AMD ATI Radeon HD 4890
Get ready for gigahertz graphics
Review The new AMD ATI Radeon HD 4890 is heavily based on the HD 4870 but it has some changes in its architecture that allow it to run substantially higher clock speeds.
How much higher? Glad you asked. The 4870 has reference clock speeds of 750MHz for the core and GDDR 5 memory that runs at 900MHz. GDDR 5 is a completely different animal to GDDR 3 so the 900MHz speed equates to an effective speed of 3600MHz. This business of true speed/effective speed could get wearisome so we’re going to stick to effective speeds for this review.
Asus' EAH4890: AMD's Radeon HD 4890 - aka 'RV790' - on board
A reference 4870 runs at 750MHz/3600MHz and a factory overclocked specimen runs a tad faster at 800MHz/4000MHz. You’ll generally find that you can overclock a decent 4870 to 850MHz/4300MHz.
By contrast, the new 4890 comes out of the blocks at 850MHz/3900MHz and is also available in factory overclocked versions with a 900MHz core and memory clocked at 4000MHz. Two weeks after the launch of 4890, we can expect to see a super overclocked variant that will run much faster. We estimate that a 1GHz core speed is quite plausible, with memory running at 4400MHz.
That’s a lot of numbers so let’s recap: a basic 4870 has speeds of 750MHz/3600MHz, and the Asus board we used for testing overclocked to 870MHz/4360MHz. The new 4890 starts at 850MHz/3900MHz, and our Asus sample overclocks to 980MHz/4480MHz.
That’s a useful speed bump and as the 4890 has the same 800 unified-shader stream processors and 256-bit memory controller as the 4870 does, we can expect the extra speed will give a proportional increase in performance.
ATI card in my vista PC
Biggest hardware upgrade mistake I've ever made.
With catalyst installed, aero randomly crashes.
With catalyst uninstalled, I get other errors like black squares showing up occasionally around the cursor, video upscaling not rendering properly and my dual monitors not staying in place after a restart.
So, current solution is "Windows Classic" theme, which is kind of annoying, since I do actually like the look of aero, and the PC and card is fast enough to run it.
Vista and by extension, this driver problem, has been around for what, nearly 4 years now? And windows 7 also has aero, so the problem won't be going away anytime soon. The excuse of "it's Microsofts problem" is starting to wear a little thin.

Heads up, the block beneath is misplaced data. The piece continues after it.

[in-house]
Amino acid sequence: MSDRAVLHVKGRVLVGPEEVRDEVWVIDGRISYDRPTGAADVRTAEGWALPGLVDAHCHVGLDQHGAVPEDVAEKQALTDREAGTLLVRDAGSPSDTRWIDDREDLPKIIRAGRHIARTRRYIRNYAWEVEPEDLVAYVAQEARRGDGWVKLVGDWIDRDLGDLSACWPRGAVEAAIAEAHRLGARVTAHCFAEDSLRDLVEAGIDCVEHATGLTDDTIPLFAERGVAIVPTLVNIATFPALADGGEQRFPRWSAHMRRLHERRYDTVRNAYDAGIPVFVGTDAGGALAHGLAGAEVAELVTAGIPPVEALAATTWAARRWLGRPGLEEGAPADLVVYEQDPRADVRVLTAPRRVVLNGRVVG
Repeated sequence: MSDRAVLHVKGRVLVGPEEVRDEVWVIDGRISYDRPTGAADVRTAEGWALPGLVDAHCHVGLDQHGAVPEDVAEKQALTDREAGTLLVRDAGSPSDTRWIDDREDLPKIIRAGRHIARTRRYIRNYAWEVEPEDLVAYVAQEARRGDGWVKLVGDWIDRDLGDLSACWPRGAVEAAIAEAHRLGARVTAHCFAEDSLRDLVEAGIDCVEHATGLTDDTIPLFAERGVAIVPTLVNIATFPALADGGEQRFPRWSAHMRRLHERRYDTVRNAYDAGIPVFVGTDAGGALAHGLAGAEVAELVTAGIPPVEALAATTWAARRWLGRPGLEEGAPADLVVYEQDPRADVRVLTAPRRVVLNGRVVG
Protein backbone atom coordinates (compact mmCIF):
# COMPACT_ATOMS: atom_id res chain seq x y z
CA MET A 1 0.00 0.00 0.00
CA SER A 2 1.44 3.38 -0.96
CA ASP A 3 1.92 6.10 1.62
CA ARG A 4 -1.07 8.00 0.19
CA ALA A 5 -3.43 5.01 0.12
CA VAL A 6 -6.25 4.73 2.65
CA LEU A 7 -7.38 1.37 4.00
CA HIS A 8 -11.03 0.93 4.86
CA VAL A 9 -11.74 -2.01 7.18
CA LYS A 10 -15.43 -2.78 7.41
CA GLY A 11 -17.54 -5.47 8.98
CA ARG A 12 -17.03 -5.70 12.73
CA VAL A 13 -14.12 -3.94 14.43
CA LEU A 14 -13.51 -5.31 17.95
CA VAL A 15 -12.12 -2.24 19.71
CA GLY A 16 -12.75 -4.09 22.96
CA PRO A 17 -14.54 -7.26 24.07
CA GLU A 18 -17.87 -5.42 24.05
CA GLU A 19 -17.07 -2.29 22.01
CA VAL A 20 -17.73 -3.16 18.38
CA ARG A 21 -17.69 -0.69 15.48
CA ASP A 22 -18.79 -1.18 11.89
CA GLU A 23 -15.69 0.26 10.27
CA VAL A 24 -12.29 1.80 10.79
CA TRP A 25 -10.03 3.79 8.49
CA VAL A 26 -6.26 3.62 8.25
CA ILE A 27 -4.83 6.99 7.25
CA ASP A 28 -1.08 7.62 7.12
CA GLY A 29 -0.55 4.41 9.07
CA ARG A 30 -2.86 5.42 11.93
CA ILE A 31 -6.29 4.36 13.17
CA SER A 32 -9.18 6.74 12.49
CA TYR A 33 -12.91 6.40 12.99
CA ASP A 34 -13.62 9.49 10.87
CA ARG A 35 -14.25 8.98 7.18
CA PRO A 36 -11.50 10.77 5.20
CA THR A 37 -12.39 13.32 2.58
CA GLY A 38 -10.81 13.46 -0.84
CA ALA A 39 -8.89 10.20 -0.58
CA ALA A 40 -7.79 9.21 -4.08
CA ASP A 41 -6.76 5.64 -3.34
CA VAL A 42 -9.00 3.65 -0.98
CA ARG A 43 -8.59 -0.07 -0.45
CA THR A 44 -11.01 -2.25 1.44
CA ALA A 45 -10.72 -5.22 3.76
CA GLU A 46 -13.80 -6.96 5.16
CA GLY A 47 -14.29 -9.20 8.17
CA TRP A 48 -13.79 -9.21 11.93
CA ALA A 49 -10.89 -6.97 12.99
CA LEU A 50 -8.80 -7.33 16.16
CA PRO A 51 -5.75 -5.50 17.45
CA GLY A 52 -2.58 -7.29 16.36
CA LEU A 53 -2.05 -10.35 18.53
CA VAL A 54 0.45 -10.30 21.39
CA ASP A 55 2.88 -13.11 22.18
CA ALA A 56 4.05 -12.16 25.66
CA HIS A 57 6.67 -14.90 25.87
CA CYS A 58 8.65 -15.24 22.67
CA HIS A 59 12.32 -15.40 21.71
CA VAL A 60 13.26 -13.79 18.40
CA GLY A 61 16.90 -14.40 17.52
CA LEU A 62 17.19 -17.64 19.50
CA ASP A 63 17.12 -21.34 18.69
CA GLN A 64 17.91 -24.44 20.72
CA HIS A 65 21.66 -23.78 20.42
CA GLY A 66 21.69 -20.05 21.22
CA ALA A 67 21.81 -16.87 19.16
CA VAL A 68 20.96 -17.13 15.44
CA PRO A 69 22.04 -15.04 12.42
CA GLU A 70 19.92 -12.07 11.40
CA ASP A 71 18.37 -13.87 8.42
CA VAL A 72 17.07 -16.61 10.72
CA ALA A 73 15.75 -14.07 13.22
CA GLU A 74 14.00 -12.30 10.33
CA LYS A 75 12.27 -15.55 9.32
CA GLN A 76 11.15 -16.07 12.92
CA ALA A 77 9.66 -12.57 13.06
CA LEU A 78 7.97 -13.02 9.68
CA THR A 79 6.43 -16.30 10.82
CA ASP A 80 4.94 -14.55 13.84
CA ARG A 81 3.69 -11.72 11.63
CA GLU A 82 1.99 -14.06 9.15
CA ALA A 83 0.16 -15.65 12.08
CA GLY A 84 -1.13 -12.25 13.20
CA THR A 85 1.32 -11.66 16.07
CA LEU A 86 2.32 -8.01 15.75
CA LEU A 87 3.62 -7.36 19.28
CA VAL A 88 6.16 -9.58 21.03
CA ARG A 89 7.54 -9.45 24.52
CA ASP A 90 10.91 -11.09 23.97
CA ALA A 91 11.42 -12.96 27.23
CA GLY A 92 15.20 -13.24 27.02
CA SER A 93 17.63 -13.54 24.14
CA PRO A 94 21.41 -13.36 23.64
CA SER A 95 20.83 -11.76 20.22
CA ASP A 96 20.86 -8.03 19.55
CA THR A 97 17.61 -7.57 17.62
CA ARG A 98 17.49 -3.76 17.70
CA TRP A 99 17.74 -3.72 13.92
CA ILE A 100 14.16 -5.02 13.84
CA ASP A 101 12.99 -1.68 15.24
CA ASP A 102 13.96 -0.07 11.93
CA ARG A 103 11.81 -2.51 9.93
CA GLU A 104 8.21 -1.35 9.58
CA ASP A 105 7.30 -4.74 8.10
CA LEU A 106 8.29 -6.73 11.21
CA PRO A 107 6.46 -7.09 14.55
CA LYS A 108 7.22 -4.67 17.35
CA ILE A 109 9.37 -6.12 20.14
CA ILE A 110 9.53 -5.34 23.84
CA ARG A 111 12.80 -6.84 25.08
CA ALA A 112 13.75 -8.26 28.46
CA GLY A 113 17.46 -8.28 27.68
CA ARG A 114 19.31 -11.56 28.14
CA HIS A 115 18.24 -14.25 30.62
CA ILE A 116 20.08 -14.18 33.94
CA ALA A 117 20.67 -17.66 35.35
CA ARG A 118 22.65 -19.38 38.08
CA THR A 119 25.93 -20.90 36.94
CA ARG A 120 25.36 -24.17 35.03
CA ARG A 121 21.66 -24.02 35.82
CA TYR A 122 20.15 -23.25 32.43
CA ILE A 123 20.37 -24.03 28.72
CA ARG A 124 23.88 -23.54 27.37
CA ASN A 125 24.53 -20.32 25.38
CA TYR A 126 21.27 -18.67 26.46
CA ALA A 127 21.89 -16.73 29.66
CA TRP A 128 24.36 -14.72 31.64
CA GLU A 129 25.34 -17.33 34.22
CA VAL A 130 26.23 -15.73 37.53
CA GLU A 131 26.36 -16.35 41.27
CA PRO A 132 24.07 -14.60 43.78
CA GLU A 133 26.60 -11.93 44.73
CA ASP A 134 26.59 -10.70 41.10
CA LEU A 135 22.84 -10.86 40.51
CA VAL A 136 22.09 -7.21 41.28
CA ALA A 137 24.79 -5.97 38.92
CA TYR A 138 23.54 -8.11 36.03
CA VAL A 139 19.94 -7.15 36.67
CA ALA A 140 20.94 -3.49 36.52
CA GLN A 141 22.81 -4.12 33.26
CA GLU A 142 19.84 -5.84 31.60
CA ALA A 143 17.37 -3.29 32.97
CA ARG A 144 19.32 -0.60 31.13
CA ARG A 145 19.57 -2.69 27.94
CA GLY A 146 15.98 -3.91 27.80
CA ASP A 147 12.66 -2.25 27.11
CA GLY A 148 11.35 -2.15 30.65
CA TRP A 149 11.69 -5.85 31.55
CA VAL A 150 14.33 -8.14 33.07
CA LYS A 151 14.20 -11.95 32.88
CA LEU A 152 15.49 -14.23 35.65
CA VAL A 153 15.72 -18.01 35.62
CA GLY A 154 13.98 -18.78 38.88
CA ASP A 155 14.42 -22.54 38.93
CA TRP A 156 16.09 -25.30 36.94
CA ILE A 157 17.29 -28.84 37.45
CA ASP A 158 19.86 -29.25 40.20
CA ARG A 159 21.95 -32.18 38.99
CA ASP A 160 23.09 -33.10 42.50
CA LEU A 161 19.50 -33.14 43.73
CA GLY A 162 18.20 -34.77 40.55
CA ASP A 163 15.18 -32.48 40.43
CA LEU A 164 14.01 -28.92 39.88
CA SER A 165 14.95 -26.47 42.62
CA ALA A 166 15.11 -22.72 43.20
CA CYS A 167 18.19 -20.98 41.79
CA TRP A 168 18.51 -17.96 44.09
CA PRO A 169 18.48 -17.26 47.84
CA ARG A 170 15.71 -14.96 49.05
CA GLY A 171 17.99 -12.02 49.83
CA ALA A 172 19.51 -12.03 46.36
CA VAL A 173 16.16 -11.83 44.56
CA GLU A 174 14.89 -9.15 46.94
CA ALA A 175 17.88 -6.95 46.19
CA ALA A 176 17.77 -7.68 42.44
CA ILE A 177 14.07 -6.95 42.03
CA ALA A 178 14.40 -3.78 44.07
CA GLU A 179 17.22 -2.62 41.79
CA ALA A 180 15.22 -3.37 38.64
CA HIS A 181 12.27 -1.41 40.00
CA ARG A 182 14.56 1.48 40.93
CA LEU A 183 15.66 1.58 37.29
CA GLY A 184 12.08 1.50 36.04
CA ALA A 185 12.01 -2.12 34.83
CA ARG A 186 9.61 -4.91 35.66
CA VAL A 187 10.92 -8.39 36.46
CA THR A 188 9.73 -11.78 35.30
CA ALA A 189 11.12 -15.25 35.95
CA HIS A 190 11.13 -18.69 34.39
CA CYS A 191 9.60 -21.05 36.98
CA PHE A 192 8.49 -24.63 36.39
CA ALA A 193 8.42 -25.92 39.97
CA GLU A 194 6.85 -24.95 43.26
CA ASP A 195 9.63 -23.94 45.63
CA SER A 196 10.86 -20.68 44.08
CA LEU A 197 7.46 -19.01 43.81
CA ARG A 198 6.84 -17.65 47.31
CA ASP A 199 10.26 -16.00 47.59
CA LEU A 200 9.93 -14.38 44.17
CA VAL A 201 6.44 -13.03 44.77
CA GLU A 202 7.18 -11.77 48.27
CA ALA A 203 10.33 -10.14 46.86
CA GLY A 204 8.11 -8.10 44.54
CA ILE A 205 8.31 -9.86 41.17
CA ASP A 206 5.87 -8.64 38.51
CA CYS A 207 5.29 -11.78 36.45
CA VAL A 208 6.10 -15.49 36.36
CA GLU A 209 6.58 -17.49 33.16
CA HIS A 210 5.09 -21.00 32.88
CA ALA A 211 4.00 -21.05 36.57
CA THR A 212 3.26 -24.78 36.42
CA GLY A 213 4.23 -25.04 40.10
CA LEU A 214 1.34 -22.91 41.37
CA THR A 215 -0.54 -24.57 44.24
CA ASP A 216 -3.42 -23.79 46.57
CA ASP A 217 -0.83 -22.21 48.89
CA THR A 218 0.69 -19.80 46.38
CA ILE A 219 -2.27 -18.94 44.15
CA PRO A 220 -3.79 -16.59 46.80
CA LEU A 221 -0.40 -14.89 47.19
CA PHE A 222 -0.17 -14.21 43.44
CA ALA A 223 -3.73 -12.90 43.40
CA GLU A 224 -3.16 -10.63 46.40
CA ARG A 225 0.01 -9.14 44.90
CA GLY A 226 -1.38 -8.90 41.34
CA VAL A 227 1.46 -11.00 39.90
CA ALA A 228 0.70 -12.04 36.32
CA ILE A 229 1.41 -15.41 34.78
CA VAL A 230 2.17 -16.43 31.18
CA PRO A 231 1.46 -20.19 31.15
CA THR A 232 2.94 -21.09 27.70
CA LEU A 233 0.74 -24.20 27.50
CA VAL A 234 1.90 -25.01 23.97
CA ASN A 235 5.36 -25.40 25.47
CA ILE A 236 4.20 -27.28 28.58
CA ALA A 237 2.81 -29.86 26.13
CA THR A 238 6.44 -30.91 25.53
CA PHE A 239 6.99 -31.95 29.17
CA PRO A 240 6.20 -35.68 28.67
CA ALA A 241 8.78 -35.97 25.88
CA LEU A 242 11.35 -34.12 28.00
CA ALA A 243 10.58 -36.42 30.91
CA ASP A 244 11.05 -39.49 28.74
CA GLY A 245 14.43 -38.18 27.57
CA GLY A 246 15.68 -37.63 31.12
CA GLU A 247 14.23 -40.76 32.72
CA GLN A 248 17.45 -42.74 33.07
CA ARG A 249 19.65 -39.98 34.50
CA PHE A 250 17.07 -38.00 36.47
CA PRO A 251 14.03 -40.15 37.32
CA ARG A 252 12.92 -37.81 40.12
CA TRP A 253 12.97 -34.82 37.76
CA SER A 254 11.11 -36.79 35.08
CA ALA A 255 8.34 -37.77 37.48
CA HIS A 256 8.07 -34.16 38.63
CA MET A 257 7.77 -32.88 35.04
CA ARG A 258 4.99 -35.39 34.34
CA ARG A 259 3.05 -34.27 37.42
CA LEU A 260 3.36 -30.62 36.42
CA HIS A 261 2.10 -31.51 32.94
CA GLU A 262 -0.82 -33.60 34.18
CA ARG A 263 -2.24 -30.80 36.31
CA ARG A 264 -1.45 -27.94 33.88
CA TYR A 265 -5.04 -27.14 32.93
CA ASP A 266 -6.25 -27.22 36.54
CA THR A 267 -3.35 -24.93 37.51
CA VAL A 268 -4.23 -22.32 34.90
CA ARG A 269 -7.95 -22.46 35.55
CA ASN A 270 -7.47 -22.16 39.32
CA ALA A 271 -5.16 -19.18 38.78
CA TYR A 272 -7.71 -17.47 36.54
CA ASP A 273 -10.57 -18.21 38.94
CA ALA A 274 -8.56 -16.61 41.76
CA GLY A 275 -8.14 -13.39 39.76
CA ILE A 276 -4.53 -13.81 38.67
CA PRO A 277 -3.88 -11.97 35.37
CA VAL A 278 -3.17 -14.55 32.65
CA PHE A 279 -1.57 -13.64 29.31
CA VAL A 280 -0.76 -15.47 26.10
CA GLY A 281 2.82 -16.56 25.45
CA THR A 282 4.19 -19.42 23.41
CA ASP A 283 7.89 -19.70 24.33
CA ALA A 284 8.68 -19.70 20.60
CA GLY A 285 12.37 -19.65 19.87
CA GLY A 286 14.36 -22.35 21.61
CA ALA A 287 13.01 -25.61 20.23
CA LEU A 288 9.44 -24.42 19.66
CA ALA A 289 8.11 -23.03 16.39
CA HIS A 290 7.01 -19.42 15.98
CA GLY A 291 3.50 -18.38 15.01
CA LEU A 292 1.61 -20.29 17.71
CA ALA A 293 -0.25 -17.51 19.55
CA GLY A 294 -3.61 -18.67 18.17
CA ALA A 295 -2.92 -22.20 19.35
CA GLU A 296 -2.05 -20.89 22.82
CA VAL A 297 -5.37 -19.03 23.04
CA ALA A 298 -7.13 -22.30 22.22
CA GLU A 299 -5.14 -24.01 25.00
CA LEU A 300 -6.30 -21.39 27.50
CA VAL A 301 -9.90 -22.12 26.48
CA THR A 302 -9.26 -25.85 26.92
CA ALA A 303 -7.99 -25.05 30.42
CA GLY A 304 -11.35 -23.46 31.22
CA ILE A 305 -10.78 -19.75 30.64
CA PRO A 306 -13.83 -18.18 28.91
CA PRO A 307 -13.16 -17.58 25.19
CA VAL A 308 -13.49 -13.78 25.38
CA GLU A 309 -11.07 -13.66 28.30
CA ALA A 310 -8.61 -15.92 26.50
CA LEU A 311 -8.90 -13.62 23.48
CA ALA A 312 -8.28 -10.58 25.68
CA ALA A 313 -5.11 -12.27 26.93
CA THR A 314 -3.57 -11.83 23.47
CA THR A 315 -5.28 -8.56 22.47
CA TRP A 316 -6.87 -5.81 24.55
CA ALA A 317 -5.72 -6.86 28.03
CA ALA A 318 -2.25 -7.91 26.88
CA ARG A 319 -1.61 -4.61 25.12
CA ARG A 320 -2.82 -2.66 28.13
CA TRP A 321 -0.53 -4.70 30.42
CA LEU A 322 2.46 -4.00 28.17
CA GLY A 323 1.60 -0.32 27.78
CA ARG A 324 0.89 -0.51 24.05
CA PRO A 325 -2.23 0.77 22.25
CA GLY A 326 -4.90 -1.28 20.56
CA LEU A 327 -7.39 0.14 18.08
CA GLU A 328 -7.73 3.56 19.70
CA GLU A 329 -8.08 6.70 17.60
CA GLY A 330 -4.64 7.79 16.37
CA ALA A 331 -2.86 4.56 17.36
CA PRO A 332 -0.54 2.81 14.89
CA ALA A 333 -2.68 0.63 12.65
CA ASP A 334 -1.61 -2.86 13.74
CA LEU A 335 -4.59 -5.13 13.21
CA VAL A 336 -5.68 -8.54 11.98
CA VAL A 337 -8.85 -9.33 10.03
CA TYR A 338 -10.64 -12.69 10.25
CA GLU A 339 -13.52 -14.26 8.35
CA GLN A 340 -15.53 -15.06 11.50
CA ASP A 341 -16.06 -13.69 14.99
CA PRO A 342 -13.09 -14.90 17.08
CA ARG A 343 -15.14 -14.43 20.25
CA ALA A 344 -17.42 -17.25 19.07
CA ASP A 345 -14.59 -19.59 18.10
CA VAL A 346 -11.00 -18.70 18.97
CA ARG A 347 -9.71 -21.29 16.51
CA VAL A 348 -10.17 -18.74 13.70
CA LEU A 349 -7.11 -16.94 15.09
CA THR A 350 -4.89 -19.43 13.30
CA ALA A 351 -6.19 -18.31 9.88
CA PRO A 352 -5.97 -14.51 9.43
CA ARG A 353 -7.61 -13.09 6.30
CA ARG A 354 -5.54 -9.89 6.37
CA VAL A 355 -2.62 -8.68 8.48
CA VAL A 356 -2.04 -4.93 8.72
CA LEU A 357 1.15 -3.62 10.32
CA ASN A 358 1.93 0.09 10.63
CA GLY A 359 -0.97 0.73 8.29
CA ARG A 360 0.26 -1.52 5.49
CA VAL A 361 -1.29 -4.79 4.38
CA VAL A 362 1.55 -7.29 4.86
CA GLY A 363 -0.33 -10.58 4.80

Dell isn't in the business of selling PSU at retail, and tests true PSU capacity from it's suppliers. Therefore, what you're getting with a Dell PSU rated for 350W tends to be one that's actually capable of it, and the whole integrated system also tested to be lower consumption which makes sense as you wouldn't expect a quad core box with a 3650 in it to reach 275W peak, let alone 350W.
Typical power requirements cited by video card manufacturers are to shift the burden and expense of instable equipment to the owner, how easily they can tell someone to throw more money at a problem because there are so many PSU out there that don't live up to their ratings.
On the other hand, a modern system with a 4870 or 90 video card in it ought to have higher than 350W PSU powering it, but if/when the day comes that Dell integrated (term loosely used, not meaning soldered onto the mainboard) these 4890 into systems they will provide a beefy enough PSU to at least handle the one installed card even if it cannot support Crossfire.
I bought 2 Dell home machines with ATi 3650 cards (1 for dad, the other for a friend), BOTH had incorrectly installed ATI drivers that caused errors and crashes.
The problem is the piss-poor way that Dell install them, not necessarily the hardware. The thing to try is a complete un-install of the Dell supplied drivers. Then use DriverCleaner or similar to ensure that all the registry keys have been removed as well. Then restart, and then install a new fresh, Catalyst from ATI. Do NOT use Windows Update or a Dell driver. That should clear up the issues - well fingers crossed! It did for those two machines mentioned above.
If not, then Dell has this annoying tendency to use PSUs that are severely under-powered for the hardware (my Dell Studio not XPS is a quad core, 8GB ram with ATi 3650 and had a pathetic 350W PSU). Try changing the PSU to a 500W min, decent quality PSU. Should help no end or see here: http://ati.amd.com/products/radeonhd4800/requirements.html for power requirements for the HD4800 series.
4830 for todays budget concious
£300 on a gfx card is madness! I paid £70 for my 4830 (quidco for teh win) and it might not be the fastest kid on the block but will play happily in 1680x
I suppose I could Xfire it if I had a mobo but why bother - the mobo would cost just as much...
Telling them apart...
Apart from the obvious pictures on the heatsink/exhaust thing, the two silver things on the end of the cards(capacitors?) are different sizes on each card. Defy that!! :-)